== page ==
Work plans for Chinese writers


Zhang Yueran, most recently the author of Vower (誓鸟), became the first post-80s author to be under contract to the Beijing Writers' Association. Reportedly, the terms of her contract require her to publish at least 120,000 characters a year. According to the China Youth Daily:

For the time being, she is "keeping secret" what she will work on during the contract period: "I will bring out something at the Beijing Writers' Association Year-End Convention."

At the same time, a total of twenty-nine authors, including Shi Tiesheng, Zhang Chengzhi, Bi Shumin, Ling Li, Qiu Huadong, Ning Ken, Han Xiaohui, Guo Xuebo, Yang Peng, Zhou Xiaofeng, and Wen Yajun, became contracted authors for the tenth session of the Beijing Writers' Association. They said that during the contract period, they would work with literary publishers October Literature and Arts Publishing House and Beijing Publishing House to bring out life-focused works reflecting current trends and that are both popular and artistic.

The Beijing Times reports that Zhang does not expect her new contract to make much difference day-to-day: "My change in position won't have any effect on my work; I'll still write like I wrote before."

Zhang's "work plan" brings to mind the "creative plans" of a number of other famous writers, as collected in Cheng Guangwei's Cultural Transition: "Lu, Guo, Mao, Ba, Lao, Cao" in China*:

...however, all sorts of "creative plans" and "creative missions" were sharply in opposition to the creative tendencies, styles, and habits that Ba Jin and Cao Yu had formed over time. Let us reproduce some bitterly funny yet utterly genuine material here:

March, 1956, the Writers' Association Creative Committee sent a letter whose contents were as follows: "Comrade Mao Dun: The creative plan for children's literature formulated last November by the Chinese Writers' Association stipulates that before June, 1956, you must write or translate one work of children's literature (or write one research paper on children's literature before the end of 1956). We do not know how you are coming along on this project. If you have finished, then please let us know in which publication you have published which pieces; if you have not finished, when do you plan to complete which pieces? And if you have any problems, please let us know that as well."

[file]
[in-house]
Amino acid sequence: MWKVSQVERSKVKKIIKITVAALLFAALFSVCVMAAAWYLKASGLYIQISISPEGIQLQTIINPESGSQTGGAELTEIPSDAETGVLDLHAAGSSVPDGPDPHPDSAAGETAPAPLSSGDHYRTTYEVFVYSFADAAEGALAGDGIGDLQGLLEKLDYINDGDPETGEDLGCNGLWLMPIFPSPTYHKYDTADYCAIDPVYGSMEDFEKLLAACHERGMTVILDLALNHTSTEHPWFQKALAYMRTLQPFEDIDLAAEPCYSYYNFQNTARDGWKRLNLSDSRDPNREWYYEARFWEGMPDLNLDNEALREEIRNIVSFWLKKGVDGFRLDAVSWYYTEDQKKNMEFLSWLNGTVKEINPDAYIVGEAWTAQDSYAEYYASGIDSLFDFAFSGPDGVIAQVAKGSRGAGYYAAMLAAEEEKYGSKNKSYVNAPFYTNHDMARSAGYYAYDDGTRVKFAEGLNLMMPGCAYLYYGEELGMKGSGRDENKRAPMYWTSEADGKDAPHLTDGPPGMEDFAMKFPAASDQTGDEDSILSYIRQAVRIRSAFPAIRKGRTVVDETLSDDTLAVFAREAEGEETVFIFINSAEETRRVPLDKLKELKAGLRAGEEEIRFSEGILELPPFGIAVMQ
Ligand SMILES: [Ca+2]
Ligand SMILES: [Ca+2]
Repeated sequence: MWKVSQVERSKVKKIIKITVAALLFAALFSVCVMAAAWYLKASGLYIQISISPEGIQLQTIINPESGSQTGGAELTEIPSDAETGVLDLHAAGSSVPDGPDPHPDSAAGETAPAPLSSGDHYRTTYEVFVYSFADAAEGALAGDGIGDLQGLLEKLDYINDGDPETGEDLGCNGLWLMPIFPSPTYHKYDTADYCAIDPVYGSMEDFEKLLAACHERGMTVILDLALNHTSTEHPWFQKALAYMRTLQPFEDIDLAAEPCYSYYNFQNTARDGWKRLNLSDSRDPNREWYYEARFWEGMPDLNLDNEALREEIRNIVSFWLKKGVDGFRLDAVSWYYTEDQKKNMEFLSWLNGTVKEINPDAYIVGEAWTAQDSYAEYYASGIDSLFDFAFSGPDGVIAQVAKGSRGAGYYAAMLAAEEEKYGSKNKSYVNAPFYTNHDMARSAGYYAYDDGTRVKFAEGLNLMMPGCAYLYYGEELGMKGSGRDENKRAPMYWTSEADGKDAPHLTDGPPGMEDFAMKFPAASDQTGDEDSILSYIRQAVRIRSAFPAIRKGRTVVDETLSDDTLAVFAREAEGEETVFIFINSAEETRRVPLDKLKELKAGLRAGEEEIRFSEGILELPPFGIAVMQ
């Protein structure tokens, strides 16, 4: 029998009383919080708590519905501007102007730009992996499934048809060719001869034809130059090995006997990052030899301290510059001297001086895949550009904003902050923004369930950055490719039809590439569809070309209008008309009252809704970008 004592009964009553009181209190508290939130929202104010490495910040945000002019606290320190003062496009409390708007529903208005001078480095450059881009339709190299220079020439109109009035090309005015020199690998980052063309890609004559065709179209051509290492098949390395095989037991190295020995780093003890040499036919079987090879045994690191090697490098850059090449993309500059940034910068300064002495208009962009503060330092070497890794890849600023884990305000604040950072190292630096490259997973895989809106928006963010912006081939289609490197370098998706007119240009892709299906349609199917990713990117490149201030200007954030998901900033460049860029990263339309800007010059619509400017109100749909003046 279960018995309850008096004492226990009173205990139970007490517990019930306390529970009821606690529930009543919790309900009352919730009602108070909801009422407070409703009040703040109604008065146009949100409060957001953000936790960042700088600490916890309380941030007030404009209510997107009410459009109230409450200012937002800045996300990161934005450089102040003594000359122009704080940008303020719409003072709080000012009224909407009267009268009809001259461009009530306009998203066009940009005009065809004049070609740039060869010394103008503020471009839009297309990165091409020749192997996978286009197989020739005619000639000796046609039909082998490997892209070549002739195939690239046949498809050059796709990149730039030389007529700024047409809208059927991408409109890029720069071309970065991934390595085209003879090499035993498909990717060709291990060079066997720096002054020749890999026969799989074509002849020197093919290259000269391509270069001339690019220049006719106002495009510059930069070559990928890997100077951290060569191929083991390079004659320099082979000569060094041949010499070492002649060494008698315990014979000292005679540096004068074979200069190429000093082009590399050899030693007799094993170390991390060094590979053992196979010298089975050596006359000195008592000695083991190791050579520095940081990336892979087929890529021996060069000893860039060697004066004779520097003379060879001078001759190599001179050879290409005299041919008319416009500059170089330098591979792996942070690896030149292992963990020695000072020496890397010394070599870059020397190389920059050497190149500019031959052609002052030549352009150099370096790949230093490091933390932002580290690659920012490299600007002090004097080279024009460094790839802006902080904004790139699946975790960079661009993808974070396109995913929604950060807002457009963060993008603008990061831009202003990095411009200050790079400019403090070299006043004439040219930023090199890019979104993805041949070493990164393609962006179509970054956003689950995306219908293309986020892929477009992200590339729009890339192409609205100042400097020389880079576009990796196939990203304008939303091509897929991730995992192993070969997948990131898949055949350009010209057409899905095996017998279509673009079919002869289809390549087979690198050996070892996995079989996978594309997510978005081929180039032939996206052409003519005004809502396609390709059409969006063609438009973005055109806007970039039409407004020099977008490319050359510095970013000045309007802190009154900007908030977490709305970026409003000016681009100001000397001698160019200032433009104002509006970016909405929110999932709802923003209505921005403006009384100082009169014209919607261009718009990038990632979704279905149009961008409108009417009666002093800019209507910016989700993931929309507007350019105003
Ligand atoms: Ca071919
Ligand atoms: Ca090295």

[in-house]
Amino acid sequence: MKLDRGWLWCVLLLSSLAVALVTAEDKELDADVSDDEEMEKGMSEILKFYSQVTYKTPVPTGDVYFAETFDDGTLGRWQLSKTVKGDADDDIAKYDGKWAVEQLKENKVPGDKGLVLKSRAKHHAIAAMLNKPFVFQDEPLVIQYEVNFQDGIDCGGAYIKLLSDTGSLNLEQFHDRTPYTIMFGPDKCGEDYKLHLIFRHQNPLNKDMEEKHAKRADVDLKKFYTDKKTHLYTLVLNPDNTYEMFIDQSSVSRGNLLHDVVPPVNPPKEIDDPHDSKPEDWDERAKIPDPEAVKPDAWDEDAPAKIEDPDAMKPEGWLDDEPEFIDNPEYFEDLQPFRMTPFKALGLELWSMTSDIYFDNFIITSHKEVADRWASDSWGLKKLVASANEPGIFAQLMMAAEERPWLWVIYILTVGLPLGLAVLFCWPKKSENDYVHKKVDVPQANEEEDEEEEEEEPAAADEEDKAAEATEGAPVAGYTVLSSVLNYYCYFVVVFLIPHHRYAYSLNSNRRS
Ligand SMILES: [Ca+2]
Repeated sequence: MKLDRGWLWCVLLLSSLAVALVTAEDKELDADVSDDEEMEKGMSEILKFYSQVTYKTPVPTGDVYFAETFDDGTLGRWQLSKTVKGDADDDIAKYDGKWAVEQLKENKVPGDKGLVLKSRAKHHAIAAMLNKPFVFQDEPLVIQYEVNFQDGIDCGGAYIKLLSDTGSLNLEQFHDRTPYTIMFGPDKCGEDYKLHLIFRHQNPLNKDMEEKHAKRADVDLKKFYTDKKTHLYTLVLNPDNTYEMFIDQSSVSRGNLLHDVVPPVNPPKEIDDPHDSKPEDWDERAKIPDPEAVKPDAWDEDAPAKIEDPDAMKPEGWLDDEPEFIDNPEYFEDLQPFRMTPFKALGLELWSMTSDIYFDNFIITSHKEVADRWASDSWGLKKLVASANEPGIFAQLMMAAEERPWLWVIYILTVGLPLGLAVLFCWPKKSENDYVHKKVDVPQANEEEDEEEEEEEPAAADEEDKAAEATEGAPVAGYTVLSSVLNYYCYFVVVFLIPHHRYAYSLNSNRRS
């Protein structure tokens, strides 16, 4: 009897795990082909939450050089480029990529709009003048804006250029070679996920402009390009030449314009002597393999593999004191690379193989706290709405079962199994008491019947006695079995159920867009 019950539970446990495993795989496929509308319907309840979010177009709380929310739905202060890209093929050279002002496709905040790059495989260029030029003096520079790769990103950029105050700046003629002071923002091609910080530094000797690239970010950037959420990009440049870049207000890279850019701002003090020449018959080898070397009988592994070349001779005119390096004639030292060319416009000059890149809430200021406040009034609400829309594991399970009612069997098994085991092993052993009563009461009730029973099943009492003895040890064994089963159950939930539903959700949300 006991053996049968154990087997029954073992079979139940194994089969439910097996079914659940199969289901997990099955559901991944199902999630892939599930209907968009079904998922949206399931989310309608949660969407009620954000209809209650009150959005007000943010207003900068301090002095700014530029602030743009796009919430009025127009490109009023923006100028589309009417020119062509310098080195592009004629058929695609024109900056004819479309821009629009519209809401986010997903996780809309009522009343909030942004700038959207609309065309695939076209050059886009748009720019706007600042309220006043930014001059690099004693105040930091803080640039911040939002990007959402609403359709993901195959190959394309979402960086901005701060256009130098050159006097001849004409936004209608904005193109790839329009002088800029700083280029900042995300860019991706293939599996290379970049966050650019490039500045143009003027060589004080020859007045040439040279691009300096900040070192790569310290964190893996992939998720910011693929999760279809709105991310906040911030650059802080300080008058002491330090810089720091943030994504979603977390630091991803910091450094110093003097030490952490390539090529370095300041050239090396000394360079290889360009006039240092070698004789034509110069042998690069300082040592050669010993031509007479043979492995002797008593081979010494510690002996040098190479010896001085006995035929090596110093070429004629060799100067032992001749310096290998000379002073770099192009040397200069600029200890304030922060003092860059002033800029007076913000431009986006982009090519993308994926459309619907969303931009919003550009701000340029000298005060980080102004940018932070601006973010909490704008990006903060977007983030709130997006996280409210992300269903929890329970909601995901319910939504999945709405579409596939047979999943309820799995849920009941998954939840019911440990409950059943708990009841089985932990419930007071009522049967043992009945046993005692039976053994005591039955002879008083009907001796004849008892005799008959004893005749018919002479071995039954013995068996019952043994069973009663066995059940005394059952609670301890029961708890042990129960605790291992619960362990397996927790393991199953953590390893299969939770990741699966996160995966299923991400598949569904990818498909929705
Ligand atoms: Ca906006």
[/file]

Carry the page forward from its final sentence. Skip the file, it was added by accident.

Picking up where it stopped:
Reportedly, Mao Dun was at last infuriated by the scorn of this "system" toward "the individual"; in an outraged letter dripping with sarcasm, he replied:

Reply to the Creative Committee: Indeed, I am having difficult. Since April last year, I have had a major and a minor plan. The major plan was to write a novel, the minor plan was to write short stories and essays. The two were meant to proceed simultaneously (originally there was only the major plan, but later, in light of the fact that writing short pieces was mandatory and unavoidable, the minor plan was added). It has now been nearly one year, and upon inspection I unexpectedly found that neither the major nor the minor plan were carried out. The cause is not that I am lazy — rather, it is impromptu, miscellaneous tasks (these tasks include writing apart from the plan) that disrupted my plan. Every day I bend over my desk (reviewing official documents, reading books, writing, or attending meetings — it's all bending over a desk) for more than ten hours. Sundays I don't go out to the mountains or rivers and I never visit parks; only heaven knows how busy I am! These random tasks may be finished in three to five days, but might require two weeks to a month. This is where my difficulties lie. I have no way to overcome them myself; perhaps you have a way to help me overcome them? If you can help, I will be very grateful.*

Next we look at Lao She's and Cao Yu's "creative plans":

In summer, 1957, at the arrangement of the China Writers' Association, Association members submitted their personal creative plans....(Lao She) turned in a short-term writing plan for himself: "Write one play and adapt one Peking Opera or Kunqu every year; finish the novel Under the Red Banner in one or two years"....interestingly, the creative program that Cao Yu submitted involved the next decade, and the subject matter he wanted to express lay entirely in the realms of the main structure and fashions of the new society: "Write a play about the reform of a capitalist: '57, '58; a play about peasant life: '60-'62; write about university students or higher intellectuals: '63; write about the lives of workers: '64-'66; wish to write a historical play about Yue Fei and Du Fu." (Taken from the creative plan manuscripts of Chinese Writers' Association members in 1957)*

At present we cannot find Ba Jin's "creative plan," but judging from the above writers' varied states of mind, it's not hard to imagine his "behavior" at the time.


  1. 程光炜,《文化的转轨——“鲁郭芧巴老曹”在中国》,光明日报出版社,2004。
  2. Wei Tao and Chen Xiaoman. The Later Years of My Father Mao Dun. Shanghai Bookstore Publishing House, 1998, p132.
  3. Chen Tushou. People Are Sick, Does Heaven Know?. People's Literature Publishing House, 2000, p77.
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